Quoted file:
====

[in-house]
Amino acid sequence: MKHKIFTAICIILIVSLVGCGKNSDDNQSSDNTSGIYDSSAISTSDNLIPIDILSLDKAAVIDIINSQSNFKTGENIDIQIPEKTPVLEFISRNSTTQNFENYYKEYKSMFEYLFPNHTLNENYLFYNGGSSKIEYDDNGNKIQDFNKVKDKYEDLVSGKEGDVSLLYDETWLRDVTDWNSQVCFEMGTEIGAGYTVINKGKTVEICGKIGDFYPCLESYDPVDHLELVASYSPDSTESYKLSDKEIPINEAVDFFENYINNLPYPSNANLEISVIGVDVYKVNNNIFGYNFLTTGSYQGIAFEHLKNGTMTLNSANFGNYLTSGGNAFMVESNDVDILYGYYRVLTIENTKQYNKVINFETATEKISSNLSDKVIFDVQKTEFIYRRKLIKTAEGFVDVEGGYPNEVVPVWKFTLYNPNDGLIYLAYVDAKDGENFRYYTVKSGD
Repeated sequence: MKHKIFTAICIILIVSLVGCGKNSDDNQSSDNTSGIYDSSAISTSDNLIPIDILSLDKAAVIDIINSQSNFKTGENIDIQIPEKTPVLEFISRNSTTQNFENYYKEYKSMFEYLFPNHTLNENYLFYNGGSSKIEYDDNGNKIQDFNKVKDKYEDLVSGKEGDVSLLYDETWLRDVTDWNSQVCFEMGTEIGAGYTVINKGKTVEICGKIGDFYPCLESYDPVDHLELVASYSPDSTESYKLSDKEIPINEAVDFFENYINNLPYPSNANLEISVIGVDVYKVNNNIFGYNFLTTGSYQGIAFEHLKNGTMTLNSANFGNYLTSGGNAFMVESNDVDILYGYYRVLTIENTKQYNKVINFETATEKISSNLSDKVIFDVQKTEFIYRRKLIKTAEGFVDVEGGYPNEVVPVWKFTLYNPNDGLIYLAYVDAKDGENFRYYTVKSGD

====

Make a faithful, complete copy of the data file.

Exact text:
[in-house]
Amino acid sequence: MKHKIFTAICIILIVSLVGCGKNSDDNQSSDNTSGIYDSSAISTSDNLIPIDILSLDKAAVIDIINSQSNFKTGENIDIQIPEKTPVLEFISRNSTTQNFENYYKEYKSMFEYLFPNHTLNENYLFYNGGSSKIEYDDNGNKIQDFNKVKDKYEDLVSGKEGDVSLLYDETWLRDVTDWNSQVCFEMGTEIGAGYTVINKGKTVEICGKIGDFYPCLESYDPVDHLELVASYSPDSTESYKLSDKEIPINEAVDFFENYINNLPYPSNANLEISVIGVDVYKVNNNIFGYNFLTTGSYQGIAFEHLKNGTMTLNSANFGNYLTSGGNAFMVESNDVDILYGYYRVLTIENTKQYNKVINFETATEKISSNLSDKVIFDVQKTEFIYRRKLIKTAEGFVDVEGGYPNEVVPVWKFTLYNPNDGLIYLAYVDAKDGENFRYYTVKSGD
Repeated sequence: MKHKIFTAICIILIVSLVGCGKNSDDNQSSDNTSGIYDSSAISTSDNLIPIDILSLDKAAVIDIINSQSNFKTGENIDIQIPEKTPVLEFISRNSTTQNFENYYKEYKSMFEYLFPNHTLNENYLFYNGGSSKIEYDDNGNKIQDFNKVKDKYEDLVSGKEGDVSLLYDETWLRDVTDWNSQVCFEMGTEIGAGYTVINKGKTVEICGKIGDFYPCLESYDPVDHLELVASYSPDSTESYKLSDKEIPINEAVDFFENYINNLPYPSNANLEISVIGVDVYKVNNNIFGYNFLTTGSYQGIAFEHLKNGTMTLNSANFGNYLTSGGNAFMVESNDVDILYGYYRVLTIENTKQYNKVINFETATEKISSNLSDKVIFDVQKTEFIYRRKLIKTAEGFVDVEGGYPNEVVPVWKFTLYNPNDGLIYLAYVDAKDGENFRYYTVKSGD